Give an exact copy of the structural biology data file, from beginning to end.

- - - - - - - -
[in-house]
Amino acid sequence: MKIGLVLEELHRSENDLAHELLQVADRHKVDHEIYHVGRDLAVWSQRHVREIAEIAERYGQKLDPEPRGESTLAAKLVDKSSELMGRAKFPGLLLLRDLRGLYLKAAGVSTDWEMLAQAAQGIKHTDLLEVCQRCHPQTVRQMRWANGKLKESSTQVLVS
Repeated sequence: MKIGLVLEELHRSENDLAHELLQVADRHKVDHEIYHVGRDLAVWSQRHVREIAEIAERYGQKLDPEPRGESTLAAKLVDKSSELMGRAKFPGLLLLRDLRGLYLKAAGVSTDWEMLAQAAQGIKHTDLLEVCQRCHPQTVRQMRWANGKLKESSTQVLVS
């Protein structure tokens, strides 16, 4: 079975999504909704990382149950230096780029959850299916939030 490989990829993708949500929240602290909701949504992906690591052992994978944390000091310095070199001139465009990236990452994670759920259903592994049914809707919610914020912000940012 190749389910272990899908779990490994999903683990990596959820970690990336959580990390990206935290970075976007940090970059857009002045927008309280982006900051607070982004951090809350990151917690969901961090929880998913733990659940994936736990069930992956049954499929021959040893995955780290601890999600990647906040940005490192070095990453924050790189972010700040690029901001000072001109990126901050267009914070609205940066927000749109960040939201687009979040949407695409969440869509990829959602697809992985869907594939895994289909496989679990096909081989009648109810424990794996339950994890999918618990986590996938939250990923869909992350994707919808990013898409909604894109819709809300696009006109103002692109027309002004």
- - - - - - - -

[in-house]
Amino acid sequence: MKIGLVLEELHRSENDLAHELLQVADRHKVDHEIYHVGRDLAVWSQRHVREIAEIAERYGQKLDPEPRGESTLAAKLVDKSSELMGRAKFPGLLLLRDLRGLYLKAAGVSTDWEMLAQAAQGIKHTDLLEVCQRCHPQTVRQMRWANGKLKESSTQVLVS
Repeated sequence: MKIGLVLEELHRSENDLAHELLQVADRHKVDHEIYHVGRDLAVWSQRHVREIAEIAERYGQKLDPEPRGESTLAAKLVDKSSELMGRAKFPGLLLLRDLRGLYLKAAGVSTDWEMLAQAAQGIKHTDLLEVCQRCHPQTVRQMRWANGKLKESSTQVLVS
């Protein structure tokens, strides 16, 4: 079975999504909704990382149950230096780029959850299916939030 490989990829993708949500929240602290909701949504992906690591052992994978944390000091310095070199001139465009990236990452994670759920259903592994049914809707919610914020912000940012 190749389910272990899908779990490994999903683990990596959820970690990336959580990390990206935290970075976007940090970059857009002045927008309280982006900051607070982004951090809350990151917690969901961090929880998913733990659940994936736990069930992956049954499929021959040893995955780290601890999600990647906040940005490192070095990453924050790189972010700040690029901001000072001109990126901050267009914070609205940066927000749109960040939201687009979040949407695409969440869509990829959602697809992985869907594939895994289909496989679990096909081989009648109810424990794996339950994890999918618990986590996938939250990923869909992350994707919808990013898409909604894109819709809300696009006109103002692109027309002004």